Author Topic: Building a tuned'ish engine for the Street.  (Read 95 times)

Offline moto

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Building a tuned'ish engine for the Street.
« on: May 23, 2020, 10:46:01 AM »
Hi Guys,

Im currently in the process of building an engine for my bike.

Ive looked at all manner of options, but it always circles back to building a sweet running GS500 lump... whatever I do the bike is never going to be quick so im going to enjoy it for what it is!

So im looking at standard bore (ish) - Oversized Pistons are too expensive, GR650 parts are non existent, so im looking at a .5mm oversized bore and fresh build.

Current Anticipated General Engine Spec

  • 0.5mm oversized pistons - unless I can find some other alternative at a reasonable price.
  • Target Compression Ratio 10:1
  • Mega Cycle 384-70 Cams
  • Uprated Valve Springs
  • Port and Polish Head
  • Larger Valves - I need help on this
  • Lunchbox Filter on standard Carbs with Rejet
  • Stock bottom end
  • Modified ignition advancer


So i am a little stuck on two points, ive searched the forums but cant find anything conclusive.

VALVES


The way the head breathes seems to be the biggest issue. I have read of people putting in larger valves. Does anyone what size, where they come from, donor bike or custom?


PISTONS


The Megacycle cam requires relief cuts in pistons - is there any guidance on this?  I appreciate that it depends on the final size of the valves in the head, cam valve lift, and how much i shave off the mating face of the head in my quest for compression. Is there a way of calculating this, its new territory for me, any help or guidance would be very much appreciated.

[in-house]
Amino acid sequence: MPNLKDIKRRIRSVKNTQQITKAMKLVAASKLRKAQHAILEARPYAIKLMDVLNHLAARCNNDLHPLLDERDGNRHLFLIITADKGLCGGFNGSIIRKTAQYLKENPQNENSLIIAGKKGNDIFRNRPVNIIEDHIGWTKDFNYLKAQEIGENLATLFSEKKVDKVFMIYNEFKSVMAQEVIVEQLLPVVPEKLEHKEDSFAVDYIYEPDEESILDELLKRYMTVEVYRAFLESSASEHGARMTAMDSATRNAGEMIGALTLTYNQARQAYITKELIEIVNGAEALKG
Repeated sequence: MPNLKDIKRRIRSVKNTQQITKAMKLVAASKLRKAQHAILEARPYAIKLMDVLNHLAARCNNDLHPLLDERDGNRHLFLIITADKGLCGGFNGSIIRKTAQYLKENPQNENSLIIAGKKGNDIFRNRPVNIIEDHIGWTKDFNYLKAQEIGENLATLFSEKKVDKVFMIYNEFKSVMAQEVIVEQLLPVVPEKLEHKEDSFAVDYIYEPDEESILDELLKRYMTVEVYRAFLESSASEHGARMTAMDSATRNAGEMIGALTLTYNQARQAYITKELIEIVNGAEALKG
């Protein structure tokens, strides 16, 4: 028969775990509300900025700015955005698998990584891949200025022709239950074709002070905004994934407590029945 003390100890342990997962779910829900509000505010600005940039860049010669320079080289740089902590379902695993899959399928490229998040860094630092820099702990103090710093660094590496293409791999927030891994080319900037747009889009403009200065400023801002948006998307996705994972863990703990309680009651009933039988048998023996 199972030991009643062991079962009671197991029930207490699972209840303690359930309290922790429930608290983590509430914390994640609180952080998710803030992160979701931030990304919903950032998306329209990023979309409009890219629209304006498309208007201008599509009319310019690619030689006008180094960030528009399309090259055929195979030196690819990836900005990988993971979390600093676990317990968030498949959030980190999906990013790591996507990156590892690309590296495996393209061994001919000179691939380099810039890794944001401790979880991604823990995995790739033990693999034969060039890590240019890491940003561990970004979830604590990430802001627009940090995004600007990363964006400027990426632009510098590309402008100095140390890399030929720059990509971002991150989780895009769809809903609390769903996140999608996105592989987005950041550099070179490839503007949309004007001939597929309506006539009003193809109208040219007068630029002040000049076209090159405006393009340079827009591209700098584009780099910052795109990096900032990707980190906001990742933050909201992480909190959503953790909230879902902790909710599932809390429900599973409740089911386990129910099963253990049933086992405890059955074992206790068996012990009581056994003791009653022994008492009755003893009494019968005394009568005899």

« Last Edit: May 23, 2020, 12:46:31 PM by moto »

Offline SK Racing

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Re: Building a tuned'ish engine for the Street.
« Reply #1 on: May 23, 2020, 11:53:42 AM »
Sorry, can't help on those two points, but I'm wondering why you want to go to 0.5mm oversized bore and new pistons. The horsepower gain from such a small increase in the total displacement is going to be negligible and probably not worth the expense and work.

You probably know this already, but I want to emphasize; To get the GS500 to perform better, you have to improve the breathing. The stock headers should be fine, but replace the muffler with a performance unit. A higher compression ratio may require higher octane fuel to prevent knocking (detonation). If you don't have a ready supply, then this might be a deciding factor.

If you're not going to race, then why not do a pseudo power improvement, like changing the gearing? A 14T front sprocket will make the bike feel much more lively without increasing the actual horsepower. A 15T front and 42T rear sprocket will give the same gearing, but will be gentler on your chain.

If you haven't read Racing the Suzuki GS 500E in the Racers Corner yet, you should do so. It contains a lot of tips on improving the performance of the GS500: http://www.gstwin.com/racers_corner.htm

Lastly, you may want to add an oil cooler if your bike doesn't have one. Making more power, generates more heat.

You donít stop riding when you get old, you get old when you stop riding!
1939 Panther 600cc Single - Stolen, 1970 Suzuki 50cc - Sold
1969 Triumph Bonneville 650 T120R - Sold, 1981 Honda 750F - Sold
1989 Suzuki GS500E - Sold, 2004 Suzuki GS500F - Current ride

Offline moto

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Re: Building a tuned'ish engine for the Street.
« Reply #2 on: May 23, 2020, 12:45:08 PM »
thanks for your notes, ive read racers corner back to back more times than i can count, great for the basics - this is a little beyond that.

This is my build so far: